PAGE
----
At the height of the 2013 Christmas shopping season, approximately 40 million credit card numbers were stolen from Target's computers.  It is estimated that just the cost to the banks of replacing the credit and debit cards will exceed $200 million.  The cost to the credibility of Target, and their future sales opportunities is far worse.

It is interesting to study how the hackers were able to breach Target's network.  It was disclosed that an outside vendor had access into Target's systems and the hackers were able to access the data through that vendor's account.

On February 12, 2014, a large distributed denial of service attack (DDOS) was launched against a cloud customer of CloudFare.  At the peak of the attack, more than 400Gbps of attack traffic from 4,529 servers was recorded, all controlled from one hacker's computer.

Most small business owners will say that they do not have anything that a hacker is interested.  What is a hacker going to do with customer quotes, project pictures, or internal documents.  They are correct in their assumption that the hackers are not after that kind of data -- except if the hacker can get a ransom.  Hackers are generally after 2 things: personal information that they can sell, or computing power to launch other attacks.

Personal Data

Many companies hold more personal data than they think that they do.  For example, many small businesses process credit cards through a virtual terminal that is either web based or on the computer.  Programs called key loggers can track, log and send everything that you type into a computer.  That could be credit card information, bank information, or username and passwords for websites.  Once the information is collected, it is sent back to a central hacker's database that stores, analyzes and allows the hacker to sell that information on the black market.  A valid credit card can go for as much as $100 on the black market.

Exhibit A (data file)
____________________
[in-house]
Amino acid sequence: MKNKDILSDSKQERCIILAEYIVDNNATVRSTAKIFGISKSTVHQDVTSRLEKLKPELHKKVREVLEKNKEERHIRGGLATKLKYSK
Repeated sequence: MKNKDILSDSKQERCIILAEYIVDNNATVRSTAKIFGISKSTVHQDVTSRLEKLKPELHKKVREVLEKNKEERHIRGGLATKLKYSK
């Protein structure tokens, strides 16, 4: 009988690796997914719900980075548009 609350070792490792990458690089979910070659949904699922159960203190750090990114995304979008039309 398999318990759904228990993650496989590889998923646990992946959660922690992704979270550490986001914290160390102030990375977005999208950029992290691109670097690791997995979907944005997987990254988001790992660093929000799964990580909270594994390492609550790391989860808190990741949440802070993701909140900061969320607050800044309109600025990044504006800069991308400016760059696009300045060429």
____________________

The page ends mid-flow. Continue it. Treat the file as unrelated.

Processing Power and Internet Connections

Hacking into a big target, or creating a DDOS attack requires a great deal of computing power and Internet connection speed.  Most hackers don't have direct access to the power that they need.  Instead, they can infect thousands -- even millions -- of computers to create a botnet.  The hacker then has the power he needs to launch larger attacks.  Most of the time the hackers is not doing anything with these computers.  As some point, he can launch an attack, generate passwords, or crack encryption keys, using the resources of the unsuspecting victim's computers.

Protecting Yourself

I recommend a seven-part plan to protect yourself online.  Security does not come with just doing one thing to protect yourself; it requires a layered approach.  The first step in this security is the realization that you need to protect yourself and your business. Understanding the potential threat to you, your money and your business' financial well-being can move you to make good decisions in regards to computer security.